The PC is becoming ever more ubiquitous – as well as games, you can receive radio channels, listen to various types of music, watch DVDs or other movie files, upload, download, share and do all sorts of other things. Television, though, has always seemed a little trickier – at the very least you need a TV card of some description.
We have a main TV in the house, but with 4 people and differing requirements, scheduling time to watch can be difficult. Especially when one half of the household only want to watch at particular times. Watching on the PC or laptop is, of course, possible. But because I don’t watch more than one or two hours per week, even the relatively low cost of TV tuners for the PC is more than I want to pay. The BBC iPlayer goes some way to resolving the problem, but maybe I want to watch the programme when it’s on rather than after it’s finished.
Zattoo solves that problem – for me. It’s a free to download program which uses peer to peer sharing to stream channels over the internet. Sign up, give far fewer details than most other services, download the program and install it and you’re good to go. It uses Adobe Flash to handle the viewing, but otherwise is pretty self contained. There are a number of channels available for it – in the UK this means the 5 terrestrial channels and a number of satellite/cable only channels, effectively all the Freeview ones.
At the moment it’s limited to the UK, Belgium, Switzerland, France, Denmark, Germany, Norway and Spain but there are plans to expand the service to other countries. The quality is very clear (I ‘m on wireless so encounter some artifacting) on wired internet, though I wouldn’t suggest using it on dial up. In theory, the more people who sign up, the better the quality and speed. You can view in a small window, in a full size window or go to full screen without losing quality. You can run it on Windows Vista, Windows XP, Mac and on Linux (there are .deb files, .rpm files and a tarball available).Â It should be noted that, in the UK at least, this is a fully legal service.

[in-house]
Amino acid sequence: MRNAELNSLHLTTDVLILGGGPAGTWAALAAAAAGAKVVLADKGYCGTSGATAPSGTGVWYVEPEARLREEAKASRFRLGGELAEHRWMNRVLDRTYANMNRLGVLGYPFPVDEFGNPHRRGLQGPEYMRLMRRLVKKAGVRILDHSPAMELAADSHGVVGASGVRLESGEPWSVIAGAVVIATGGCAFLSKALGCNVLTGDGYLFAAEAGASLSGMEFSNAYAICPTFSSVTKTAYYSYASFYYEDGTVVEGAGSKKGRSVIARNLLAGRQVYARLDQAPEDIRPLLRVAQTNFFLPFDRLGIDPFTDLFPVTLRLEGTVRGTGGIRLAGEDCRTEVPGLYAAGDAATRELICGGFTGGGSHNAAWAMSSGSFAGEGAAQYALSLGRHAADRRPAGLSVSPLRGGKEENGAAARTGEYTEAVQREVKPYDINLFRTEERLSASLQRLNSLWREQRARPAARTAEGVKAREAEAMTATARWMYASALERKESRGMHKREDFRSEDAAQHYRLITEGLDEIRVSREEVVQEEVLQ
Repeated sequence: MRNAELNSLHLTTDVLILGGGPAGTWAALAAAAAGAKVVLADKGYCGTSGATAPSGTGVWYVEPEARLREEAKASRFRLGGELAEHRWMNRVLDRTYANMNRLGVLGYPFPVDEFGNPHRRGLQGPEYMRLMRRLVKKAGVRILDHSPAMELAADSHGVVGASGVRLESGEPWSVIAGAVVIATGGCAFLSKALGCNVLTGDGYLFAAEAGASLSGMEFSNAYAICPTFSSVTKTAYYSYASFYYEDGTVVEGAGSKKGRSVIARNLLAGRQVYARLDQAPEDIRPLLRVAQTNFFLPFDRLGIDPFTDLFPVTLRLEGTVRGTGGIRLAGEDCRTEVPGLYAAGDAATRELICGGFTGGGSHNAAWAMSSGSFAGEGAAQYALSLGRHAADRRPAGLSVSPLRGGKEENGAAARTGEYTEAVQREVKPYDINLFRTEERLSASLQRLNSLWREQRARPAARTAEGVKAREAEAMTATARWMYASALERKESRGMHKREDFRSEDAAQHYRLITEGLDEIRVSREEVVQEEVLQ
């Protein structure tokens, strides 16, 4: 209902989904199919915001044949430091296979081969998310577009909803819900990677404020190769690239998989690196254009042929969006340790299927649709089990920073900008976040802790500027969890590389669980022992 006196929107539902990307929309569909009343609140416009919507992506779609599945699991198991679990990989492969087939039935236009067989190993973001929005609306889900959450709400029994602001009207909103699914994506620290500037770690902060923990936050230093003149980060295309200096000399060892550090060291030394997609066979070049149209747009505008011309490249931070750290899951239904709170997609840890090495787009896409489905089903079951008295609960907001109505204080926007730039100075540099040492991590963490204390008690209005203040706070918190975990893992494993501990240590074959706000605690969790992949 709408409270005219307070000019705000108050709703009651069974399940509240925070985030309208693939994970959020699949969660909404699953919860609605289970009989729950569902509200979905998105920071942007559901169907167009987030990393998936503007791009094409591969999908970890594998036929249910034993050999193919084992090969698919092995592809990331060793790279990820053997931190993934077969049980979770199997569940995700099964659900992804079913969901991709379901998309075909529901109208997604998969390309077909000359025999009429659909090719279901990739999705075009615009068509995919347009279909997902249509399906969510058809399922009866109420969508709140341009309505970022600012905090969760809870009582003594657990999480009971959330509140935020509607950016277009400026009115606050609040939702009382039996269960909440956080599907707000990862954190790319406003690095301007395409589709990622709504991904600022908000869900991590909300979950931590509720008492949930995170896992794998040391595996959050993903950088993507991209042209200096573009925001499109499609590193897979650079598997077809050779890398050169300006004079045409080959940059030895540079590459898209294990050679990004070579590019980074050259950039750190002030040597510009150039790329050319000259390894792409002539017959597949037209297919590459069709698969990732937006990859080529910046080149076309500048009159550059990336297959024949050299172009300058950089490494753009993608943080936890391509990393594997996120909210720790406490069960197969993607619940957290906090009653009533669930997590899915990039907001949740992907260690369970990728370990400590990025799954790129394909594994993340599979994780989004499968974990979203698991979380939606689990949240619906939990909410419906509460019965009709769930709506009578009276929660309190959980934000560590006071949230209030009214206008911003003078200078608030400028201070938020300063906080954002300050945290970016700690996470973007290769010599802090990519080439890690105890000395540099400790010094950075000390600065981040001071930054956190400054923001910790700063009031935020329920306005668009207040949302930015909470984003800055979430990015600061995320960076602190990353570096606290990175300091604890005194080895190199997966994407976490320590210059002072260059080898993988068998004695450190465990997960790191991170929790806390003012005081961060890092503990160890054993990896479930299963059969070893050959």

Earlier today I watched a very relaxing program on watercolours (click to enlarge):
I will be following this application as it continues to grow and, hopefully, it will encompass the rest of the programming available on UK TV.
I have long been curious about how people find my site and what they do when they get here. There are a number of plugins you can install for WordPress, but there isn’t (as far as I know) one tool which shows everything. And now there is.
Woopra is an application which analyses your site traffic and can bring up a number of facts about who they are and what they do. Signing up is free – you sign up, submit your site(s) and await notification. At this time of writing, it can take around 7 days but I believe they are working on ways to speed this up. Once you have signed up, download the WordPress plugin, install the app (with a few extra steps for Ubuntu users!) and watch the graphs fill up.
Woopra is in beta at the moment, but I must say that it’s one of the most polished beta apps I have used. For example, on starting up you are presented with the dashboard (click for bigger):
Just on that one page, you can see how visitors find their way to your site (where they land and leave), which searches they do to get there, which referrers pass you the traffic and numbers of visitors by country. There’s also a little stock ticker at the bottom of the page which gives info on your numbers and tells you whether they are up, down or static.
The “Live” page gives live information on your visitors. For example:
Visitor number 304 lives in the US (in the Chicago area) and is a Mac user browsing with Safari. They are reading the Amarok Installation page and browsing at a resolution of 1600×1200 – useful to see if you are interested in making your site readable at various resolutions. I have hidden the IP address of this user.
I won’t bore you by showing screenshots of every page, but I hope you can see how detailed the information is and, by exporting to a .csv file you can analyse and manipulate the data to your heart’s content! You can view visitors by browser, by OS, a mix of the two and a variety of other mixtures. I have discovered that someone is using Windows 98 when they visit!!
This tool isn’t for everyone. If you have one or more sites that pull in revenue for you, this tool will be of great help. If, like me, you just like trying things out an are nosy it’s also a good tool 🙂
For one thing, the number one search for this site is “lesbians” – frustrated porn viewers ar emy greatest source of traffic.